I can't see the future, but Murdoch's plan for News Corp. sites sounds like a big bag of fail to me. The subscription-based business model is not worth reviving. Internet content, especially news, should remain free for everyone.
Watch the full interview below.
September 16, 2009
Posted: 11:22 AM ET
A new report by the World Economic Forum (pdf) ranks United States intellectual property (IP) protections 19th in a worldwide survey. The rank was not based on a comparison of IP laws, but determined by a survey of global business leaders on how well they felt intellectual property was protected in their country.
The US Chamber of Commerce responds to the U.S.'s 19th-place finish by calling for greater IP protection and stricter copyright laws.
Ars Technica argues tougher IP laws are "largely a giveaway to huge businesses and rich artists," and claims most artists see less than 1 percent of the financial benefits of copyright extensions.
Do you feel more laws are needed to protect intellectual property in America? Or will further restrictions only stifle innovation and prevent a free flow of information?
September 4, 2009
Posted: 05:40 PM ET
Amazon upset many Kindle owners when, in typical Big Brother fashion, it remotely deleted improperly distributed copies of George Orwell’s Nineteen Eighty-Four and several other novels from private e-book readers this July. Despite receiving a refund for the books, many Kindle owners felt their personal property had been violated.
Yesterday Amazon e-mailed customers affected by the mass deletion and offered them a free, and no doubt properly licensed, copy of any book they lost, or the option of a check for $30.
Read an apology from Amazon CEO Jeff Bezos and the full letter Kindle users received below.
August 5, 2009
Posted: 09:53 AM ET
Homeland Security officers arrested Cal State Fullerton student Michael Crippen on Monday for modifying Xbox video game consoles to play copied games.
The practice of "modding" a video game console is fairly common. Directions to modify the Xbox and Xbox 360, and even instructional videos, can be found online.
Xbox "modders" defend their actions by claiming the game console is personal property and that modification is necessary to upgrade console hard drives or play legal backups of games they already own.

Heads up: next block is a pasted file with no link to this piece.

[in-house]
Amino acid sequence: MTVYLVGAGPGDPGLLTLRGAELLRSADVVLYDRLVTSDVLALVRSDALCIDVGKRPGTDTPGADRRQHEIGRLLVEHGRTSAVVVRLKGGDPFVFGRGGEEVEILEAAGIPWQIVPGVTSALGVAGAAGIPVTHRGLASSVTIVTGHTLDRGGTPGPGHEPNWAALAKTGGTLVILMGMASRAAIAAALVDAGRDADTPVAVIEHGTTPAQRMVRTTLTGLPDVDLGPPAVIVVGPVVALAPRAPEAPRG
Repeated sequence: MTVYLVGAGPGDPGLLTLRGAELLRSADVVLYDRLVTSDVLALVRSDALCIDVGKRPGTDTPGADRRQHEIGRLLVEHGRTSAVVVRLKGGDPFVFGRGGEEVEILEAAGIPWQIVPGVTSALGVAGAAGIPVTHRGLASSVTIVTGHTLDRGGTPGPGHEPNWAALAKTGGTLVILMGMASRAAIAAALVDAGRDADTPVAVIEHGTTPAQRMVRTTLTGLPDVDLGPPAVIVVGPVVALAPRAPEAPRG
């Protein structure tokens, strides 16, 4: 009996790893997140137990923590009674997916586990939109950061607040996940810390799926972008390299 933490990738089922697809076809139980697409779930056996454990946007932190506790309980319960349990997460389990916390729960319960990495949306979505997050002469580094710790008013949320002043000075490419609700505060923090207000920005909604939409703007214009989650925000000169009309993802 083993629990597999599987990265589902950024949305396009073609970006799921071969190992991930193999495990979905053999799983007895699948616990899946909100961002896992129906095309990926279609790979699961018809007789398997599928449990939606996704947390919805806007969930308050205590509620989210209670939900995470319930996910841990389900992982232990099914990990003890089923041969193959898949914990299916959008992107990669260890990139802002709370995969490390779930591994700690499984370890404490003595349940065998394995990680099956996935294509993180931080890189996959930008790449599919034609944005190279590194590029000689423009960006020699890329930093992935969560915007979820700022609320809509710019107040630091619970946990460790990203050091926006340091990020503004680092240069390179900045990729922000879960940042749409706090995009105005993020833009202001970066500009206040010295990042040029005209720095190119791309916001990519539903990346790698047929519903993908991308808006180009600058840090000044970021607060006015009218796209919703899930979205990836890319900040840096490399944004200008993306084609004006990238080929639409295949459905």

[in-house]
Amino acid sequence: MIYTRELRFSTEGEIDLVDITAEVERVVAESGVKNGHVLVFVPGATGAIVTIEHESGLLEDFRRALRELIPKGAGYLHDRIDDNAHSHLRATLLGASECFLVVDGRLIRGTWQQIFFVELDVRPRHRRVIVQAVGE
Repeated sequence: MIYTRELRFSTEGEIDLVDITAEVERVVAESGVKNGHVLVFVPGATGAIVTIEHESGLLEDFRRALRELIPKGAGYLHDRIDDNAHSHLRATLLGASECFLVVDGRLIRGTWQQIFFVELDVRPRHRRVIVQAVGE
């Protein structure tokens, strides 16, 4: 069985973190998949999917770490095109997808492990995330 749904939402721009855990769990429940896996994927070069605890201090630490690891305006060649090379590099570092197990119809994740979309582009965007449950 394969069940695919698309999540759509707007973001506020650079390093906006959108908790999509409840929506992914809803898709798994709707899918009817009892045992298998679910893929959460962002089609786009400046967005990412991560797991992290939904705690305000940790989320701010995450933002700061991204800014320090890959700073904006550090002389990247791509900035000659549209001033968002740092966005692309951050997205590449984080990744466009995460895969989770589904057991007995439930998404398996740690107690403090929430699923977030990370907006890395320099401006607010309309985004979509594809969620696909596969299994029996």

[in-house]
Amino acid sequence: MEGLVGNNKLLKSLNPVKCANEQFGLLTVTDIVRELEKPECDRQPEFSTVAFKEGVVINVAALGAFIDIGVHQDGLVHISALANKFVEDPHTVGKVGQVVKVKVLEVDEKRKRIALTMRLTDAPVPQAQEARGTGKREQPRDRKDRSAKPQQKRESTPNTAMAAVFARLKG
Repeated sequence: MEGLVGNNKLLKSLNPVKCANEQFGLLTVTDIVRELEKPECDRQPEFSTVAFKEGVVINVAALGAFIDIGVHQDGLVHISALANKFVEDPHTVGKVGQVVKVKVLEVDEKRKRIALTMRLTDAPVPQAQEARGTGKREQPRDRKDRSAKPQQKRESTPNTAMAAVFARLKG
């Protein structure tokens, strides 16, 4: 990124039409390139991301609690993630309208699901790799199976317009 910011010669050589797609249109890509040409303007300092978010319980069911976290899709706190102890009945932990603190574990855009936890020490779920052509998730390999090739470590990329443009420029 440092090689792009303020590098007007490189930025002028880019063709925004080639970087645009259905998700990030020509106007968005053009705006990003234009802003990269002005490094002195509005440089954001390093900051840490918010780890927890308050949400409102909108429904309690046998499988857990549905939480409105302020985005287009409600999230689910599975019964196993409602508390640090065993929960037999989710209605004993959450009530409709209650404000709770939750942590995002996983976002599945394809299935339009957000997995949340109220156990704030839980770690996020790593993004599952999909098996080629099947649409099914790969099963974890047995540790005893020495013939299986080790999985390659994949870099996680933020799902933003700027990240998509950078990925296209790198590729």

However, bypassing DRM security is a violation of the Digital Millennium Copyright Act of 1998, which states, "no person shall circumvent a technological measure that effectively controls access to a work protected under this title."
In an indictment provided by Wired.com, authorities claim Crippen "willfully and for purposes of commercial advantage and private financial gain, circumvented a technological measure that effectively controlled access to a copyrighted work, more particularly, used software to modify a Xbox machine's Optical Disc drive so it would circumvent anti-piracy measures contained on the original unmodified Optical Disc Drive."
Speaking to Wired.com's Threat Level blog, Crippen admits he modified consoles for $30 a job, but claims “This is for your legally made backups. If you’re talking about piracy, I’m not helping you out.”
Crippen faces two counts of violating the DMCA and the possibility of ten years in prison. He is currently free on $5,000 bond.
Crippen was targeted by the federal government for allegedly running a console-modifying business out of his house. But what do you think of people who modify their Xboxes for personal use? Should modding be illegal simply because it could result in piracy, despite other legal applications?
July 22, 2009
Posted: 04:49 PM ET
Last week owners of Amazon's Kindle e-book reader felt the painful effects of DRM (Digital Rights Management) when Amazon remotely removed copies of George Orwell's 1984 and Animal Farm from their libraries.
Amazon explained that the books had been mistakenly released and the e-book publisher did not own the rights to sell the either novel. However, the company's explanation and a refund did not appease readers who felt their personal copy of 1984 was remotely destroyed by Big Brother.
Police routinely confiscate stolen property. But copyright infringement, similar to possessing improperly licensed books, was determined by the Supreme Court case of Dowling vs. United States not to constitute theft. Amazon's actions were an effort to please publishers who wanted the book pulled rather than a legal requirement.